TOMORROW — a term that is as promising and hopeful as it is vague and elusive. Both utopian and dystopian. Tomorrow, everything could be ‘better’ than today, and yet uncertainty remains. In the long term, nobody knows whether there will be any kind of a tomorrow for humankind. The title conveys the fundamentally conflicting tone of Herbert Brandl’s exhibition: the artist describes himself as a ‘passionate pessimist.’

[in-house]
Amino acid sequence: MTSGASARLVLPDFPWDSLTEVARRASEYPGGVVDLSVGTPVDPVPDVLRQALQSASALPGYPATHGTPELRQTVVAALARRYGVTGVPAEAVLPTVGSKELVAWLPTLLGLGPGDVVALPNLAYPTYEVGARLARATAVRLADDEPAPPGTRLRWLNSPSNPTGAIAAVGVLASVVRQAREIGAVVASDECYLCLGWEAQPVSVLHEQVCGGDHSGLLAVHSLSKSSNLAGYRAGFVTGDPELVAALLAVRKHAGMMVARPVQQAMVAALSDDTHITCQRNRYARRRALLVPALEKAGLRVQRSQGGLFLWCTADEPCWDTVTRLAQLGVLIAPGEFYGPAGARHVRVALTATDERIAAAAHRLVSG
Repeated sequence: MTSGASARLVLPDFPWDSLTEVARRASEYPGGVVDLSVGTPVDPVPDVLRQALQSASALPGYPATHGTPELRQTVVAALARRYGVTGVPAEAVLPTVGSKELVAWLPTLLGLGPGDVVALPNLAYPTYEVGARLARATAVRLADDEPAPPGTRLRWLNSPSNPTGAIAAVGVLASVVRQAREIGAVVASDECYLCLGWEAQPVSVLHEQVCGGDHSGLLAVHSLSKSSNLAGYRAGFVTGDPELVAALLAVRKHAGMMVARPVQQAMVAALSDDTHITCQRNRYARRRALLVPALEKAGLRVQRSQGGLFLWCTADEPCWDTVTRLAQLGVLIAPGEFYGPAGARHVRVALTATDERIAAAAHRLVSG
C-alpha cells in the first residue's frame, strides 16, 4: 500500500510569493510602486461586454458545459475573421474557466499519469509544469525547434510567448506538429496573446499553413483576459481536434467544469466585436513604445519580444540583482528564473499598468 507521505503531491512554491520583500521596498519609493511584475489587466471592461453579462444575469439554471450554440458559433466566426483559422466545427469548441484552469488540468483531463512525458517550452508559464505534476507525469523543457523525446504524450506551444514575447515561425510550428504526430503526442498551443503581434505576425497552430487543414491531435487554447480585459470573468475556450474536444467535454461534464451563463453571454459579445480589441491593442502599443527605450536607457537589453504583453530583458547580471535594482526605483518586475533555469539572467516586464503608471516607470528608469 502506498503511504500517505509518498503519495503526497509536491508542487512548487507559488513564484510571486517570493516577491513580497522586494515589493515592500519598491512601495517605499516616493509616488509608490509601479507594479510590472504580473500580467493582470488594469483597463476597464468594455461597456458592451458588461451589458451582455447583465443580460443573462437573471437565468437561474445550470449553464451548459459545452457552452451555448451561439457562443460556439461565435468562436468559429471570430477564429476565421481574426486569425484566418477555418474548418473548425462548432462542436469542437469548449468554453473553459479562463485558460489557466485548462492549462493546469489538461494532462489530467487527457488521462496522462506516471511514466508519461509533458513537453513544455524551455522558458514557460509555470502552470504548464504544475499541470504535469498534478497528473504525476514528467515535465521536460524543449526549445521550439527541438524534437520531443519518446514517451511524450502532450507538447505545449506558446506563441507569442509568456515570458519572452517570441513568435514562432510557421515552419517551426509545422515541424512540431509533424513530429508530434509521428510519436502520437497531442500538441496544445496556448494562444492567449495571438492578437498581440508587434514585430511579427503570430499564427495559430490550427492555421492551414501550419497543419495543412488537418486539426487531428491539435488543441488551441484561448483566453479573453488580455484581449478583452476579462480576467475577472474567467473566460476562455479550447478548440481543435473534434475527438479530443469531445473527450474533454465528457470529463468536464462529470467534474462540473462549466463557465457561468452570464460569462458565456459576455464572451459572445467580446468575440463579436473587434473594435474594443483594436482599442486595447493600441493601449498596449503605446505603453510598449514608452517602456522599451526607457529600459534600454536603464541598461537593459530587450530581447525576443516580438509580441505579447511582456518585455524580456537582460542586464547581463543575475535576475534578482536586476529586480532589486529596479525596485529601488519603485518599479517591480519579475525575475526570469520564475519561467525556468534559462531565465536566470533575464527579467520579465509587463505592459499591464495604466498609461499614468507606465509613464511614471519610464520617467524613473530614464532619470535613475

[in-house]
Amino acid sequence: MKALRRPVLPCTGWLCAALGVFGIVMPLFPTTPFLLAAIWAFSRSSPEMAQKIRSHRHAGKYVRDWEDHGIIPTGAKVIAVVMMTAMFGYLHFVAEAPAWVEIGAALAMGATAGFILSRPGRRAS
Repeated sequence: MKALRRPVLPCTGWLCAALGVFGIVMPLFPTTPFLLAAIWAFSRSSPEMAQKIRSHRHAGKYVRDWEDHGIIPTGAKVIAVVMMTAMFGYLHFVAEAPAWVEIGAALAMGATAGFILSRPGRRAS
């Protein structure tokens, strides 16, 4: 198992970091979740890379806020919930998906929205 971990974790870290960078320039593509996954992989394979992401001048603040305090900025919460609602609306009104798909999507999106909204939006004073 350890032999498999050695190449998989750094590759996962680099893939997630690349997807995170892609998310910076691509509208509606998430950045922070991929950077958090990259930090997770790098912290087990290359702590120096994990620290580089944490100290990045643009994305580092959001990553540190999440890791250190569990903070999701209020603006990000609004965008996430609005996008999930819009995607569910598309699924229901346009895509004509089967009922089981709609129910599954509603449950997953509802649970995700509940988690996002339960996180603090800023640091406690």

The Kunsthaus Graz exhibition centres on the artist’s associative, process-based way of working, interwoven as a convergence of the seen, the experienced and the imagined. Childhood memories and cartoons serve as impulses, as do his own photographs, television images, webcams and current images drawn from the internet. As traces they flow into the painting process, where they are condensed, abstracted or even erased. In response to our uncertain future, it comes as no surprise that a contemplative, almost apocalyptic dimension is also inscribed into Brandl’s solo show through the selection and presentation of his works. This exhibition brings together his most important groups of works — abstract and figurative painting, sculpture — as well as works by Edelgard Gerngross and Thomas Baumann. They are positioned in relation to one another and also to the space of the Kunsthaus, emphasizing their biographical, conceptual and material interconnections. Developed in collaboration with designer Rainer Stadlbauer, Brandl’s display is based on his reflections as an artist, translating these into a spatial, architectonic form.